One of the mysteries of the English language finally explained.
1incommensurate withpredicative Out of keeping or proportion with.‘man's influence on the earth's surface seems incommensurate with his scale’
out of proportion to, not in proportion to, disproportionate to, relatively too large for, relatively too small for, not appropriate forView synonyms
- ‘Whatever the motive, it is clear the response is incommensurate with the threat,’
- ‘Thus in the absence of women (one might say in opposition to women) nineteenth-century science defined feminine nature as essentially incommensurate with masculine nature.’
- ‘Yet this form of intimate candor, while seemingly incommensurate with the comportment of a mature and accomplished artist, has deep roots in Western intellectual history.’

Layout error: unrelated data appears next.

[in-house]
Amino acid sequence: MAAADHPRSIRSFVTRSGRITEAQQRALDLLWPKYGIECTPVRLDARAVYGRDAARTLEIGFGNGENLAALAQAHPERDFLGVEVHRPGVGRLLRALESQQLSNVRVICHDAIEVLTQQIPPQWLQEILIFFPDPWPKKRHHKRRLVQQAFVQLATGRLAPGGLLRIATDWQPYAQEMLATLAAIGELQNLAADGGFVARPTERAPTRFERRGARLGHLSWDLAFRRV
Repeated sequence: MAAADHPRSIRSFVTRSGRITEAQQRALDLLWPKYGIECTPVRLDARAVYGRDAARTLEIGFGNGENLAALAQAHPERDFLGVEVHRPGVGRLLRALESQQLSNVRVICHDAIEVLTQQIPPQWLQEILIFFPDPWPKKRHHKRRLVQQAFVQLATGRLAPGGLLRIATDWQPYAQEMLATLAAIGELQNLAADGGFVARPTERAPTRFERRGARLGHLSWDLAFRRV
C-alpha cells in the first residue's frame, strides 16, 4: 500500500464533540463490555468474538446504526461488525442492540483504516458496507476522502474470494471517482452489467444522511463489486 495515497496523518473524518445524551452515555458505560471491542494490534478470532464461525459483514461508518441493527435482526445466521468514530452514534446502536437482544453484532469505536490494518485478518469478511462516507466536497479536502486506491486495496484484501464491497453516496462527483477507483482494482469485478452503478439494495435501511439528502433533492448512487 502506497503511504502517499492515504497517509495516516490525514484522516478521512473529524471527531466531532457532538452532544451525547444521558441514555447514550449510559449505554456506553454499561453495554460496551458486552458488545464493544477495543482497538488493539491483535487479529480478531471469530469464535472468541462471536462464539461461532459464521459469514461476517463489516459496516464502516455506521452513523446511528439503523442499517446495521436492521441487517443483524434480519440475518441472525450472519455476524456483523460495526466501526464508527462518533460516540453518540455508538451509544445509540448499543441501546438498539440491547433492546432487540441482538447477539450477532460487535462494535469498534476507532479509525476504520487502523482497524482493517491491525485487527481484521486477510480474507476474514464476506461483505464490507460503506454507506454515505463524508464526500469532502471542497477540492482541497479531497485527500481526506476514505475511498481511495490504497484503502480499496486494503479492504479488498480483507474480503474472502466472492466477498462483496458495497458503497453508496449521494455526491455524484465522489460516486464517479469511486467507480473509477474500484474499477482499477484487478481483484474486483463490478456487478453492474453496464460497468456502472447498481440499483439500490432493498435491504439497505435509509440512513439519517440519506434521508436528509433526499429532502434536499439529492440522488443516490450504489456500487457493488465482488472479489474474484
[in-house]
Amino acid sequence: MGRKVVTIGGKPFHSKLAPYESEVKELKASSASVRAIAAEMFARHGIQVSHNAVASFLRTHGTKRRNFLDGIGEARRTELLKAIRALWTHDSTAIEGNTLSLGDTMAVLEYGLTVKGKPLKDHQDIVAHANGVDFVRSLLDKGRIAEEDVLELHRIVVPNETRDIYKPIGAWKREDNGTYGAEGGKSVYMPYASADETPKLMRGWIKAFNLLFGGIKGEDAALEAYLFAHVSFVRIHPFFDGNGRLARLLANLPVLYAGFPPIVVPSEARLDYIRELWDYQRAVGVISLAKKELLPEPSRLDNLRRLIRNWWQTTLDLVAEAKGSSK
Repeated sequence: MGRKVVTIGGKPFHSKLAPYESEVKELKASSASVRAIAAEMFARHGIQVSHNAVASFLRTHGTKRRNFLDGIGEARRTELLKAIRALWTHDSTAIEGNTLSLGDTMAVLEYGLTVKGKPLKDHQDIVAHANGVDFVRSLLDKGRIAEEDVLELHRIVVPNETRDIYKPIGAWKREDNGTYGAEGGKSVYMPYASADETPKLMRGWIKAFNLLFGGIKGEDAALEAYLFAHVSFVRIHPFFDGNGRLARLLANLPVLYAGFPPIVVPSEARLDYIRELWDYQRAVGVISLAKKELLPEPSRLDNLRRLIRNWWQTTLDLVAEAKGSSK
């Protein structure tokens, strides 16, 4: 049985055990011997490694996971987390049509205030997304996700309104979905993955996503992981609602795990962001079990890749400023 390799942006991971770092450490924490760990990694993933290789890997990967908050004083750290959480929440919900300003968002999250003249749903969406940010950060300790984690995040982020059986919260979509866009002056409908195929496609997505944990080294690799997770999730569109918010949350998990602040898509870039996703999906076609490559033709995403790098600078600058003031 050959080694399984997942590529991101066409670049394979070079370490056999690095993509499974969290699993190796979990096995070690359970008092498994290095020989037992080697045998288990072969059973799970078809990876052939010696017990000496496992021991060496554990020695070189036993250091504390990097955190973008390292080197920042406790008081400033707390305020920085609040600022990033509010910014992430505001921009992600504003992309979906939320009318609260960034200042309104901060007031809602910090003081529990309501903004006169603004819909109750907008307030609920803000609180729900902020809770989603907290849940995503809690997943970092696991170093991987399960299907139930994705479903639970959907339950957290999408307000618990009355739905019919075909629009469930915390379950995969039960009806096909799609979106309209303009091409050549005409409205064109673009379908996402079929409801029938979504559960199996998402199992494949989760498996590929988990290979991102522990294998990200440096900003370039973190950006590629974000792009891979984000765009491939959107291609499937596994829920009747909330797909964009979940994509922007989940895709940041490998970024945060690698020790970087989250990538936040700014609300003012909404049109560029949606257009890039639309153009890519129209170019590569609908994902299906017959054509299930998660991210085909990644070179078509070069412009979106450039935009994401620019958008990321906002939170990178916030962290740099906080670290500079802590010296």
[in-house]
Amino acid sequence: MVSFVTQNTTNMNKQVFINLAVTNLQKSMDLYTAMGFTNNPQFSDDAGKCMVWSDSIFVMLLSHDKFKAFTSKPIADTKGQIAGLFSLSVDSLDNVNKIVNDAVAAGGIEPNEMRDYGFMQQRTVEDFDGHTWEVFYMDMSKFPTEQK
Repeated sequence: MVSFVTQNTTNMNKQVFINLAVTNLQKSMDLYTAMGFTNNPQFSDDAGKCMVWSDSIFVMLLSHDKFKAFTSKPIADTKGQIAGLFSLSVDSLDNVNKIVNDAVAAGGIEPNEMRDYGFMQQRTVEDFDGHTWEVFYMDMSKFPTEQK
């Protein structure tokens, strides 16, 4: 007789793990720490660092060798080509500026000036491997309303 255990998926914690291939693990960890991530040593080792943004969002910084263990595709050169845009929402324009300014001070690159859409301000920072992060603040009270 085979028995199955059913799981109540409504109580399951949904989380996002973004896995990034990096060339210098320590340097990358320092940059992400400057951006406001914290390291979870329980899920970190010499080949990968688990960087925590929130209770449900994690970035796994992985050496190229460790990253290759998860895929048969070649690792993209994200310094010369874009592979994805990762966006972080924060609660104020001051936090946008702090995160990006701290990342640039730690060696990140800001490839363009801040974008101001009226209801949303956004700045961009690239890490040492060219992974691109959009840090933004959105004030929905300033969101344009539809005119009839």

- ‘The portrait of the men as fun-loving rogues is incommensurate with their despicable actions.’
- ‘In many cities and towns, residents complain regularly about high bills that are incommensurate with their consumption.’
2another term for incommensurable (sense 1 of the adjective)
- ‘Cultural matrices and their operating rules are often incommensurate across localities.’
- ‘Now we live in a world of largely incommensurate images, some seen on one continent and others in the rest of the world.’
- ‘And if we try to draw together those seemingly incommensurate attributes, it might be possible to develop a different conception of the Trinity.’
- ‘Only in this manner, it is argued, can the liberal state enjoy the freely given allegiance of persons who subscribe to rival and incommensurate conceptions of the (theological or moral) good.’
- ‘There is something so incommensurate between the man and the artist.’
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